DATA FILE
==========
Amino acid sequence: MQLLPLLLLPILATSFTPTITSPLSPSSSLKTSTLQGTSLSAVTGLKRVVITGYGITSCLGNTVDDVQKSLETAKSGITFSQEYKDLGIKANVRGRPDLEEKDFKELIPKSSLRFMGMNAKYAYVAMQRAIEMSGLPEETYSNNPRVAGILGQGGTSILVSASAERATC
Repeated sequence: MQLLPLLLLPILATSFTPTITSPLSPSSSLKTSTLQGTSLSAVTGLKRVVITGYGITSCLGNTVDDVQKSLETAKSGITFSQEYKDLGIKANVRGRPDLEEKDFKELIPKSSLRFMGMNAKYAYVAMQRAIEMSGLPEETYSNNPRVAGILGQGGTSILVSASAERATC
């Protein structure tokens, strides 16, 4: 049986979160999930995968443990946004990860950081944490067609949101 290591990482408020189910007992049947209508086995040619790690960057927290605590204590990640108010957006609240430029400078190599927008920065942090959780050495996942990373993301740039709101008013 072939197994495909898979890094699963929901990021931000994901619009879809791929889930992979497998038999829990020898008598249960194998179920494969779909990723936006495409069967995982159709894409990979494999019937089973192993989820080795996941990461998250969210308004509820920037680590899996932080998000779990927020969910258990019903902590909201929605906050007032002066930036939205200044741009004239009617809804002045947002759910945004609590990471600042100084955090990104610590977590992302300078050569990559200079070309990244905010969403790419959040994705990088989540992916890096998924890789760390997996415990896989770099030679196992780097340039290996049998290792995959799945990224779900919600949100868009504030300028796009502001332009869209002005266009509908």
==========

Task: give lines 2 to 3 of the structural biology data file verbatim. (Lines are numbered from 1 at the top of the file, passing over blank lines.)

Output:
Repeated sequence: MQLLPLLLLPILATSFTPTITSPLSPSSSLKTSTLQGTSLSAVTGLKRVVITGYGITSCLGNTVDDVQKSLETAKSGITFSQEYKDLGIKANVRGRPDLEEKDFKELIPKSSLRFMGMNAKYAYVAMQRAIEMSGLPEETYSNNPRVAGILGQGGTSILVSASAERATC
């Protein structure tokens, strides 16, 4: 049986979160999930995968443990946004990860950081944490067609949101 290591990482408020189910007992049947209508086995040619790690960057927290605590204590990640108010957006609240430029400078190599927008920065942090959780050495996942990373993301740039709101008013 072939197994495909898979890094699963929901990021931000994901619009879809791929889930992979497998038999829990020898008598249960194998179920494969779909990723936006495409069967995982159709894409990979494999019937089973192993989820080795996941990461998250969210308004509820920037680590899996932080998000779990927020969910258990019903902590909201929605906050007032002066930036939205200044741009004239009617809804002045947002759910945004609590990471600042100084955090990104610590977590992302300078050569990559200079070309990244905010969403790419959040994705990088989540992916890096998924890789760390997996415990896989770099030679196992780097340039290996049998290792995959799945990224779900919600949100868009504030300028796009502001332009869209002005266009509908």